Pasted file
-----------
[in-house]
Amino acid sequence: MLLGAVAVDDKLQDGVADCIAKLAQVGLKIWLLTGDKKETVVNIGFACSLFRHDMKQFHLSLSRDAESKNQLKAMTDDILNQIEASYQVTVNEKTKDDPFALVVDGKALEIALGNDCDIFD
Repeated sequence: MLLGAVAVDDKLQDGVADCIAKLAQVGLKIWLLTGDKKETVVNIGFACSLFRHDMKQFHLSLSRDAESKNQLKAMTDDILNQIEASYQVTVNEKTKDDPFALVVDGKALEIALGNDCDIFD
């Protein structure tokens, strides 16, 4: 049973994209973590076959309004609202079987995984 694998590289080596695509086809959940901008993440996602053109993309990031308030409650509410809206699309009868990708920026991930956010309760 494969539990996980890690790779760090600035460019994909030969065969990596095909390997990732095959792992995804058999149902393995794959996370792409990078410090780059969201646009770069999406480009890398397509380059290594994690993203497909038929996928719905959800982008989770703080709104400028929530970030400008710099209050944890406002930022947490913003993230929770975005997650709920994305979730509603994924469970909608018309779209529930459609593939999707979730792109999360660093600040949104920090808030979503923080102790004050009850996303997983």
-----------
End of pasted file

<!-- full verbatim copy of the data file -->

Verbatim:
[in-house]
Amino acid sequence: MLLGAVAVDDKLQDGVADCIAKLAQVGLKIWLLTGDKKETVVNIGFACSLFRHDMKQFHLSLSRDAESKNQLKAMTDDILNQIEASYQVTVNEKTKDDPFALVVDGKALEIALGNDCDIFD
Repeated sequence: MLLGAVAVDDKLQDGVADCIAKLAQVGLKIWLLTGDKKETVVNIGFACSLFRHDMKQFHLSLSRDAESKNQLKAMTDDILNQIEASYQVTVNEKTKDDPFALVVDGKALEIALGNDCDIFD
């Protein structure tokens, strides 16, 4: 049973994209973590076959309004609202079987995984 694998590289080596695509086809959940901008993440996602053109993309990031308030409650509410809206699309009868990708920026991930956010309760 494969539990996980890690790779760090600035460019994909030969065969990596095909390997990732095959792992995804058999149902393995794959996370792409990078410090780059969201646009770069999406480009890398397509380059290594994690993203497909038929996928719905959800982008989770703080709104400028929530970030400008710099209050944890406002930022947490913003993230929770975005997650709920994305979730509603994924469970909608018309779209529930459609593939999707979730792109999360660093600040949104920090808030979503923080102790004050009850996303997983």